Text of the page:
The closed reduction technique described in this section can be used for the majority of extension type (type III and IV) supracondylar fractures.
The technique follows the rules that were published in Charnley's textbook "The closed treatment of common fractures", in turn based on the original Blount method, published in 1954 in his "Fractures in Children".
If this technique is applied correctly, the majority (> 95%) of supracondylar humeral fractures can be reduced.
This technique is not suitable for rarer (< 5%) flexion type supracondylar fractures.
An alternative technique for reduction of flexion type fractures will be presented below.
It is important that the patient be well fixed and prepared, and that the image intensifier and equipment are ready prior to attempting reduction.
Soft tissue reduction
To apply traction, the arm is extended to approximately 10° short of full extension. With an assistant supporting the proximal humerus, progressive traction is applied at the wrist.
Longitudinal traction on the forearm and wrist should be maintained for at least 5-10 minutes.
The goal of this maneuver is to align the fragments by disengaging the humeral shaft from the anterior muscles and skin.
The "pucker sign", if present, will also be visibly reduced.
If reduction cannot be achieved and there is no clear bone contact, the pierced brachialis muscle might be entrapped. A milking maneuver over the muscles (biceps and brachialis muscle), starting in the middle of the humerus and continuing distally, can be done in an attempt to release the muscle. This maneuver must be done repeatedly in order to reduce the soft tissue around the shaft.
Once the fracture is aligned, and all soft tissue entrapment is released, the first C-arm check is performed with the arm extended.
The fracture must be out to length and rotationally aligned as indicated by the visible olecranon fossa and the aligned lateral and medial columns.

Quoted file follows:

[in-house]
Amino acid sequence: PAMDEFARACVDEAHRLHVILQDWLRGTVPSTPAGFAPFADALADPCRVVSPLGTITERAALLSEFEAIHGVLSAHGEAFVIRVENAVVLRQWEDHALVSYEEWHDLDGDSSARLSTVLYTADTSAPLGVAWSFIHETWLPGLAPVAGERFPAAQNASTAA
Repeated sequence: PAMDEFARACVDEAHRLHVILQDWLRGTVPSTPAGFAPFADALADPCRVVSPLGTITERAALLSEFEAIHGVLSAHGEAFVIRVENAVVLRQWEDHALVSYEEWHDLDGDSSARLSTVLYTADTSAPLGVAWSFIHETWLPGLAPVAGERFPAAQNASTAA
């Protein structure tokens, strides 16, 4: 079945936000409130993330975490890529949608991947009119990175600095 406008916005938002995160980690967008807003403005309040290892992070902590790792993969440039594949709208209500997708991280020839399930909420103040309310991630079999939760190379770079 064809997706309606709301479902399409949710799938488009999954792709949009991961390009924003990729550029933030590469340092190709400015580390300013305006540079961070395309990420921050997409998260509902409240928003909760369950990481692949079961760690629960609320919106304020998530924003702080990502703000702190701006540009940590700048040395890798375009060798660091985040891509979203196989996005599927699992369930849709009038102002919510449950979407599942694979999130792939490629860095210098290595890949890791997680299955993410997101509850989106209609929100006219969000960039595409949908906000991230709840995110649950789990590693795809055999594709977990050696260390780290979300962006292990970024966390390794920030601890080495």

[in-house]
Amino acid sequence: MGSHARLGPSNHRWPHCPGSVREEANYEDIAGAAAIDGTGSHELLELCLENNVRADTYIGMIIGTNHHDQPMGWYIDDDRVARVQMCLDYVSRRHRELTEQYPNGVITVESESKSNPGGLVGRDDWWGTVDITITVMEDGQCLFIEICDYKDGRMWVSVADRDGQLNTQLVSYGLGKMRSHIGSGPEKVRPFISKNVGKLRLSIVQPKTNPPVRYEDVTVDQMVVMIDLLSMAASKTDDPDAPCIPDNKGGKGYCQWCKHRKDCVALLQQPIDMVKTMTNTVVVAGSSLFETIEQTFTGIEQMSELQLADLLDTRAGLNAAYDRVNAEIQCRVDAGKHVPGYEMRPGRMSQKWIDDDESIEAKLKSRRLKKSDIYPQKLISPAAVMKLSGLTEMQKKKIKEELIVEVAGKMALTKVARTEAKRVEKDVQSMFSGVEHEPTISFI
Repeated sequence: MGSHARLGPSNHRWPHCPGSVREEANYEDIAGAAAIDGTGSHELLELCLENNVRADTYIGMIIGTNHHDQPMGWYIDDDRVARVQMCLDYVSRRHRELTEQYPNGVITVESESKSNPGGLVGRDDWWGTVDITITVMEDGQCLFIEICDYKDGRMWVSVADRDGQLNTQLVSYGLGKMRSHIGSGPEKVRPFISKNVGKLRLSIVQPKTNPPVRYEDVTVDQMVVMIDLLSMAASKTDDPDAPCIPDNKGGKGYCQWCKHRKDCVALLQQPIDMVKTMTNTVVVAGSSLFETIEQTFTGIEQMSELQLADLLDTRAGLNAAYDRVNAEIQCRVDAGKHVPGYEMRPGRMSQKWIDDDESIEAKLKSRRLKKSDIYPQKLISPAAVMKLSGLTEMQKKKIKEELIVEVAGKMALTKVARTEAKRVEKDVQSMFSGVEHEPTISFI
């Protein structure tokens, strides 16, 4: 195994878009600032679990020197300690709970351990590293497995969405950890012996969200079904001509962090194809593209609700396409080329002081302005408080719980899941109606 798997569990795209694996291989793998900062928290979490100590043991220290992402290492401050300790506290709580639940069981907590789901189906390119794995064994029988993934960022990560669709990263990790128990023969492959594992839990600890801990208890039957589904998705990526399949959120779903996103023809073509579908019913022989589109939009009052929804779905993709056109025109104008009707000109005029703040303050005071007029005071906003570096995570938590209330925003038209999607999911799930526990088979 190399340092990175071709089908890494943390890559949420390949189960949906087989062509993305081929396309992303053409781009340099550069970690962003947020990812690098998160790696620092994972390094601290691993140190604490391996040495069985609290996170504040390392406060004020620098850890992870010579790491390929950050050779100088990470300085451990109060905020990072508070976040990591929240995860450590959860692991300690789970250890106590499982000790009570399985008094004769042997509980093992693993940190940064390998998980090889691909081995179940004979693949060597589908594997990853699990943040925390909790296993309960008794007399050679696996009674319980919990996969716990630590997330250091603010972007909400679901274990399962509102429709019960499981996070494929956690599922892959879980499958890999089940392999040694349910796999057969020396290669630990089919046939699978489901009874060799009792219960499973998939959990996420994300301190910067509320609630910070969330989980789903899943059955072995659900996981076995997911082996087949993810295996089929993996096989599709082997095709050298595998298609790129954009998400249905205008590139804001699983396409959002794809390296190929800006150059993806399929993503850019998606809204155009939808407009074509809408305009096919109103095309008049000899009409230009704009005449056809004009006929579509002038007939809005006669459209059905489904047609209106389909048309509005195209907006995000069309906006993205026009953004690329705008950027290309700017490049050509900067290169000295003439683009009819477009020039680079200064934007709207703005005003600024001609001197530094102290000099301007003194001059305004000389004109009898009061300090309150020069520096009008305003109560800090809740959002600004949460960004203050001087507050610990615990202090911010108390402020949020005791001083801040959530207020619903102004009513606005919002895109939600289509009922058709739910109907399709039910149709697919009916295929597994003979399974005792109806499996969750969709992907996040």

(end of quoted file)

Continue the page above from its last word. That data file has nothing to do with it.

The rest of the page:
Correction of medial/lateral translation and varus/valgus deformity
Correction of medial/lateral translation and varus/valgus deformity should be done if visible on x-ray.
Angulation and translation are corrected by direct manipulation, using a thumb and index finger on the epicondyles. The correction is verified using an image intensifier.
Correction of any internal or external malrotation noted on a true lateral x-ray should also be performed at this point.
Reduction of extension angulation
While maintain the correction of rotational, varus/valgus, and/or translational displacement, the elbow is flexed with the hand in supination.
For this maneuver, the thumb is placed on the olecranon and pushes it anteriorly while the rest of the hand fixes the humerus.
The fracture is reduced only if the elbow can be flexed more than 120°. If the elbow cannot be flexed more than 120°, it is a sign that the distal fragment still remains posterior, that the complete length has not been regained, or there is muscle entrapment.
If a complete reduction cannot be assured, the maneuver has to be repeated.
Note: During the flexion maneuver, the forearm should be rotated so that it is fully pronated when the arm reaches full flexion. The pronation helps to tilt the distal fragment out of any varus position and also assists in stabilizing the fracture.
The elbow is maintained in full flexion and the reduction is verified on AP and lateral image intensifier views.
The reduction maneuver will need to be repeated if the distal fragment remains posterior. It is common to make small refinements to the reduction until a satisfactory position is obtained.
Anatomical closed reduction is commonly obtained even in badly displaced fractures. A minimal amount of medial/lateral or posterior translation and extension can be accepted, but they make intraosseous pinning very difficult.
Varus should not be accepted. Baumann's angle should match the contralateral elbow (70-80°) at this stage.
Correction of rotational deformity
On the lateral image intensifier view, mismatch between the apparent widths of the proximal and distal fragments indicates that rotational malalignment is still present.
This malalignment is visible in the lateral view as a so-called rotational nose.
Rotational malalignment may well require adjustment, as it markedly narrows the corridor for intraosseous pinning.
The most displaced column is generally the medial side.
Dynamic visualization under image intensification might be helpful to recognize if the incongruence is medial or lateral.
Note: Rotational failure together with insufficient stabilization is the main reason for cubitus varus.
Restoration of the hourglass appearance of the olecranon fossa in the lateral view is a good indication that there is correct rotational alignment.